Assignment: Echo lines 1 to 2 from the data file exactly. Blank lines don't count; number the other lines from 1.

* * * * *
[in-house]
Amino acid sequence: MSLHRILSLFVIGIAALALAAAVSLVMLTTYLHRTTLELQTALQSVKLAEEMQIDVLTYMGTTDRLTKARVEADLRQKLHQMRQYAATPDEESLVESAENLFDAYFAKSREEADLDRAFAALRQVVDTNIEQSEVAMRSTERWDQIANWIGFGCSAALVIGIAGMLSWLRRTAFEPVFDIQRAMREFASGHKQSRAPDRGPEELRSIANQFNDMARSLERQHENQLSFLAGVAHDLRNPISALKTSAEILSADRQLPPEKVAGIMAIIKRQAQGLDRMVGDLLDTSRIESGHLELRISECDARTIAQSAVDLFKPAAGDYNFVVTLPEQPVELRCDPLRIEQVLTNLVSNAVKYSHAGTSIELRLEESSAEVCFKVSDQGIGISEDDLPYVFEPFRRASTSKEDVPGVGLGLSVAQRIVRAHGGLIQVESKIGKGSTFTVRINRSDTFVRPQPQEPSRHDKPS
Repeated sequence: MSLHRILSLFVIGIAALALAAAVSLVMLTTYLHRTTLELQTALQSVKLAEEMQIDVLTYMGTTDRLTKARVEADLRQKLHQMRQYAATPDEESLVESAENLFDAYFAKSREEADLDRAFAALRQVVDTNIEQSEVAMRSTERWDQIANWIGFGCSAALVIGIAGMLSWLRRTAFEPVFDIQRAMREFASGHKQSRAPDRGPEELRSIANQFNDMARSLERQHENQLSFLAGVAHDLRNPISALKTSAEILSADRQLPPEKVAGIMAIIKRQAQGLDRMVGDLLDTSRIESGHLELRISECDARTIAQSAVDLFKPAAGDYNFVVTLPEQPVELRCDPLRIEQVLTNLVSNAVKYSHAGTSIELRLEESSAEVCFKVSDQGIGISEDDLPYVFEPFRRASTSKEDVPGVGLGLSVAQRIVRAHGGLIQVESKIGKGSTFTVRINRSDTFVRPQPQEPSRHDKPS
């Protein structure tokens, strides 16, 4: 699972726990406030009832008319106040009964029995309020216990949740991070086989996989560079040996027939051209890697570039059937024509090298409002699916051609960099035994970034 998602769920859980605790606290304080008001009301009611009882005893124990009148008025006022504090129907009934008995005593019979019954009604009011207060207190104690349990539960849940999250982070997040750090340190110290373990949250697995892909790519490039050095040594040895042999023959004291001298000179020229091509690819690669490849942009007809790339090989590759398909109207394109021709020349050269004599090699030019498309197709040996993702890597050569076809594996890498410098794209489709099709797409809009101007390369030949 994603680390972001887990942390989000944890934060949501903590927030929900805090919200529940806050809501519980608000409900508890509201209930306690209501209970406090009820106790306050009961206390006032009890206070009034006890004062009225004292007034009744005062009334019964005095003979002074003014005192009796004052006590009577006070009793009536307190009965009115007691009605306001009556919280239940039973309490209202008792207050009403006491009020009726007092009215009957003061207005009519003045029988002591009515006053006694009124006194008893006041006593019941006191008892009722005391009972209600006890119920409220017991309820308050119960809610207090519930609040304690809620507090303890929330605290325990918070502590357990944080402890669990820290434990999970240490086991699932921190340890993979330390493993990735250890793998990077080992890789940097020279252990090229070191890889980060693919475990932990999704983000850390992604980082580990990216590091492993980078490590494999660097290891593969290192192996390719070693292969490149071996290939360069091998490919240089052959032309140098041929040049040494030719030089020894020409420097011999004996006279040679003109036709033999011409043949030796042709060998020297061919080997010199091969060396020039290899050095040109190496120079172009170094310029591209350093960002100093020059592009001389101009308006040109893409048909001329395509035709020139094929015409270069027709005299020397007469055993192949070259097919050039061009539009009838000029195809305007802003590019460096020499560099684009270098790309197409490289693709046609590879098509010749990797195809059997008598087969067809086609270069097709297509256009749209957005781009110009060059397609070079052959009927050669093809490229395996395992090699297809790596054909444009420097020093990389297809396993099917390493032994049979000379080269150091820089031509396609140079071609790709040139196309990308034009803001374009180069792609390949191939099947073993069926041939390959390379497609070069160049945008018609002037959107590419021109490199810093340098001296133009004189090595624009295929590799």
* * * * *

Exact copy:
[in-house]
Amino acid sequence: MSLHRILSLFVIGIAALALAAAVSLVMLTTYLHRTTLELQTALQSVKLAEEMQIDVLTYMGTTDRLTKARVEADLRQKLHQMRQYAATPDEESLVESAENLFDAYFAKSREEADLDRAFAALRQVVDTNIEQSEVAMRSTERWDQIANWIGFGCSAALVIGIAGMLSWLRRTAFEPVFDIQRAMREFASGHKQSRAPDRGPEELRSIANQFNDMARSLERQHENQLSFLAGVAHDLRNPISALKTSAEILSADRQLPPEKVAGIMAIIKRQAQGLDRMVGDLLDTSRIESGHLELRISECDARTIAQSAVDLFKPAAGDYNFVVTLPEQPVELRCDPLRIEQVLTNLVSNAVKYSHAGTSIELRLEESSAEVCFKVSDQGIGISEDDLPYVFEPFRRASTSKEDVPGVGLGLSVAQRIVRAHGGLIQVESKIGKGSTFTVRINRSDTFVRPQPQEPSRHDKPS